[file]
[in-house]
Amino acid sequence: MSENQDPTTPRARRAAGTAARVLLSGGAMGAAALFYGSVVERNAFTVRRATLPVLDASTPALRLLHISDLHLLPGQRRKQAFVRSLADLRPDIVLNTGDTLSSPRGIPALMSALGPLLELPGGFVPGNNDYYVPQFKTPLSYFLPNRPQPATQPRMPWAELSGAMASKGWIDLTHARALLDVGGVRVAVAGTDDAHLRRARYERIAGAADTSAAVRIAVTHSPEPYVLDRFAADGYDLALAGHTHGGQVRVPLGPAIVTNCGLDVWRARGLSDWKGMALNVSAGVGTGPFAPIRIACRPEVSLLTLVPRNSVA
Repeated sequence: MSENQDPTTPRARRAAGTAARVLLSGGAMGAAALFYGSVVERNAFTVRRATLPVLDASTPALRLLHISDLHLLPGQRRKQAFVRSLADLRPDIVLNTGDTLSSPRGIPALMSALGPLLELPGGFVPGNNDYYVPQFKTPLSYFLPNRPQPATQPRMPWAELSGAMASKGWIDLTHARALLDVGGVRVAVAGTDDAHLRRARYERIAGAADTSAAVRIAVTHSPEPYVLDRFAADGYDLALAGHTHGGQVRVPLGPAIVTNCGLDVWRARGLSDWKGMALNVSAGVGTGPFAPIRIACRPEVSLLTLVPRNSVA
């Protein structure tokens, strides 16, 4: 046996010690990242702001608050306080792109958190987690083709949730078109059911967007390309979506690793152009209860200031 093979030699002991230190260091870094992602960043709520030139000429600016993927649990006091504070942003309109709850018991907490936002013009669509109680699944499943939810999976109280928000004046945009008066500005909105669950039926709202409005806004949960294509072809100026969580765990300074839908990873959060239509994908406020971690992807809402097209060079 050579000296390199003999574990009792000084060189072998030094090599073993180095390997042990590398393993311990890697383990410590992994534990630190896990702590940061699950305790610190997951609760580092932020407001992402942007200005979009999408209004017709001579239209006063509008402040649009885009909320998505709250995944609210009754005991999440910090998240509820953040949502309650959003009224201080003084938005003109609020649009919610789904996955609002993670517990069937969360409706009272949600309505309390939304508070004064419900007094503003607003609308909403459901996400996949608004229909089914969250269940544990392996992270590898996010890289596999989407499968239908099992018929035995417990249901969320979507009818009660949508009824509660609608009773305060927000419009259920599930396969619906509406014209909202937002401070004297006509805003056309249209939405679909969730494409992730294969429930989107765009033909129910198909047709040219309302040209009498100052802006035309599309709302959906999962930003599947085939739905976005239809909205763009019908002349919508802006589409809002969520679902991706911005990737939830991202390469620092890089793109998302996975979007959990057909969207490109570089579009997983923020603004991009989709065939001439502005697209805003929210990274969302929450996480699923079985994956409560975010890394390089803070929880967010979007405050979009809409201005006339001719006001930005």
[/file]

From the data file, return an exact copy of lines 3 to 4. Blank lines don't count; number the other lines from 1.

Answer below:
Repeated sequence: MSENQDPTTPRARRAAGTAARVLLSGGAMGAAALFYGSVVERNAFTVRRATLPVLDASTPALRLLHISDLHLLPGQRRKQAFVRSLADLRPDIVLNTGDTLSSPRGIPALMSALGPLLELPGGFVPGNNDYYVPQFKTPLSYFLPNRPQPATQPRMPWAELSGAMASKGWIDLTHARALLDVGGVRVAVAGTDDAHLRRARYERIAGAADTSAAVRIAVTHSPEPYVLDRFAADGYDLALAGHTHGGQVRVPLGPAIVTNCGLDVWRARGLSDWKGMALNVSAGVGTGPFAPIRIACRPEVSLLTLVPRNSVA
């Protein structure tokens, strides 16, 4: 046996010690990242702001608050306080792109958190987690083709949730078109059911967007390309979506690793152009209860200031 093979030699002991230190260091870094992602960043709520030139000429600016993927649990006091504070942003309109709850018991907490936002013009669509109680699944499943939810999976109280928000004046945009008066500005909105669950039926709202409005806004949960294509072809100026969580765990300074839908990873959060239509994908406020971690992807809402097209060079 050579000296390199003999574990009792000084060189072998030094090599073993180095390997042990590398393993311990890697383990410590992994534990630190896990702590940061699950305790610190997951609760580092932020407001992402942007200005979009999408209004017709001579239209006063509008402040649009885009909320998505709250995944609210009754005991999440910090998240509820953040949502309650959003009224201080003084938005003109609020649009919610789904996955609002993670517990069937969360409706009272949600309505309390939304508070004064419900007094503003607003609308909403459901996400996949608004229909089914969250269940544990392996992270590898996010890289596999989407499968239908099992018929035995417990249901969320979507009818009660949508009824509660609608009773305060927000419009259920599930396969619906509406014209909202937002401070004297006509805003056309249209939405679909969730494409992730294969429930989107765009033909129910198909047709040219309302040209009498100052802006035309599309709302959906999962930003599947085939739905976005239809909205763009019908002349919508802006589409809002969520679902991706911005990737939830991202390469620092890089793109998302996975979007959990057909969207490109570089579009997983923020603004991009989709065939001439502005697209805003929210990274969302929450996480699923079985994956409560975010890394390089803070929880967010979007405050979009809409201005006339001719006001930005």